I am pleased to inform you that through ACROSS, our partners, and the Deanery of Nepal we have, over the last 3 months, sent 7 medical teams (from ACROSS & St John’s St Margaret’s Church) to Kathmandu and the district of Dhading (Tawal, Choke & Laba village); as well as contributed 2,000 tarpaulins and 1,700 bundles of zinc sheets for temporary shelters for 3,700 families; 500 blankets; 1.5 tonnes of used clothing; water filtration devices and 20 tonnes of rice and food supplies. I wish to also highlight that in the midst of this crisis and relief work, Bishop Rennis travelled to Nepal to ordain 3 local pastors to the Diaconate in Kathmandu.

While it was reported that “Nepal is on the mend” (Straits Times, 25 July 2015), many are in fact still living in temporary shelters and children are attending classes in make shift shelters. This state of living conditions is made even more difficult with the current monsoons which has already caused multiple landslides and flooding. With 530,000 homes and 4,300 schools destroyed in the country, the rebuilding work ahead of us is mammoth. But with God nothing is impossible.

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Posted in * Anglican - Episcopal, Anglican Provinces, The Anglican Church in South East Asia

[Church Times] NSKK supports Security Bills protests

Two new Bills that undermine the specifically pacifist constitution in Japan have been passed by the lower house of its parliament, despite huge public protests. If they become law, they could mean that Japanese troops would be sent overseas to fight for the first time since 1945.

The Prime Minister, Shinzo Abe, backed the two Bills, saying that it was necessary to expand the part played by the military. A doctrine of “collective self-defence” was used ”” even though opinion polls showed that more than half the Japanese public opposed them.

The Anglican Church in Japan, Nippon Sei Ko Kai (NSKK), added its support to the protests in a public letter to Mr Abe, calling for the immediate withdrawal of the new Bills, which have still to pass through the upper house of Japan’s parliament.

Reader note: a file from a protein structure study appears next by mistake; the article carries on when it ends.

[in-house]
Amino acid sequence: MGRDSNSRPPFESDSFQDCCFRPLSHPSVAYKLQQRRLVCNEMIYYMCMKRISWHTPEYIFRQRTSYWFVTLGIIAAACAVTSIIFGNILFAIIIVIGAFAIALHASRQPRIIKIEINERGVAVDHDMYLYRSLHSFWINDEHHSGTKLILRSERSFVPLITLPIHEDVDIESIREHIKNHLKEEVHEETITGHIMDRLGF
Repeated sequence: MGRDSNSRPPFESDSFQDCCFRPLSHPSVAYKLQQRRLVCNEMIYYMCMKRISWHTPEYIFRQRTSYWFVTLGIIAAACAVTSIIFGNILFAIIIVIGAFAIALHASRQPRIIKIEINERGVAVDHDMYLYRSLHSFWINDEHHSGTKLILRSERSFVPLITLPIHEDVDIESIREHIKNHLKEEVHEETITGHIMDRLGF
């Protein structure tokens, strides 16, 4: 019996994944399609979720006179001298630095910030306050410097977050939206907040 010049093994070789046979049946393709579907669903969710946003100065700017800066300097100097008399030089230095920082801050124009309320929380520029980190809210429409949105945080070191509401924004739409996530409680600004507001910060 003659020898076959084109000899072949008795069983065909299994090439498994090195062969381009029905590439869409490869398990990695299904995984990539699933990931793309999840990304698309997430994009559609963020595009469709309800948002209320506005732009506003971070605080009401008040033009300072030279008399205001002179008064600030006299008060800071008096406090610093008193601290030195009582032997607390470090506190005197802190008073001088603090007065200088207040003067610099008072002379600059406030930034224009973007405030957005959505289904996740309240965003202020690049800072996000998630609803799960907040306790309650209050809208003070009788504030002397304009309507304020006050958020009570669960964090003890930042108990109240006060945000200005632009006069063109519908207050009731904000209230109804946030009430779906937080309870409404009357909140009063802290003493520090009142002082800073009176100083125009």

In the letter, bishops and other church leaders wrote:…

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Posted in * International News & Commentary, Asia, Japan

A Prayer for the Feast Day of Ignatius of Loyola

O God, by whose grace thy servant Ignatius, enkindled with the fire of thy love, became a burning and a shining light in thy Church: Grant that we also may be aflame with the spirit of love and discipline, and may ever walk before thee as children of light; through Jesus Christ our Lord, who with thee, in the unity of the Holy Spirit, liveth and reigneth, one God, now and for ever.

Posted in * Christian Life / Church Life, Church History, Spirituality/Prayer

A Prayer to Begin the Day from John Wesley

O Lord, take thou full possession of my heart, raise there thy throne, and command there as thou dost in heaven. Being created by thee, let me live to thee. Being created for thee, let me ever act for thy glory. Being redeemed by thee, let me render to thee what is thine, and let my spirit ever cleave to thee alone; for thy name’s sake.

Posted in * Christian Life / Church Life, Spirituality/Prayer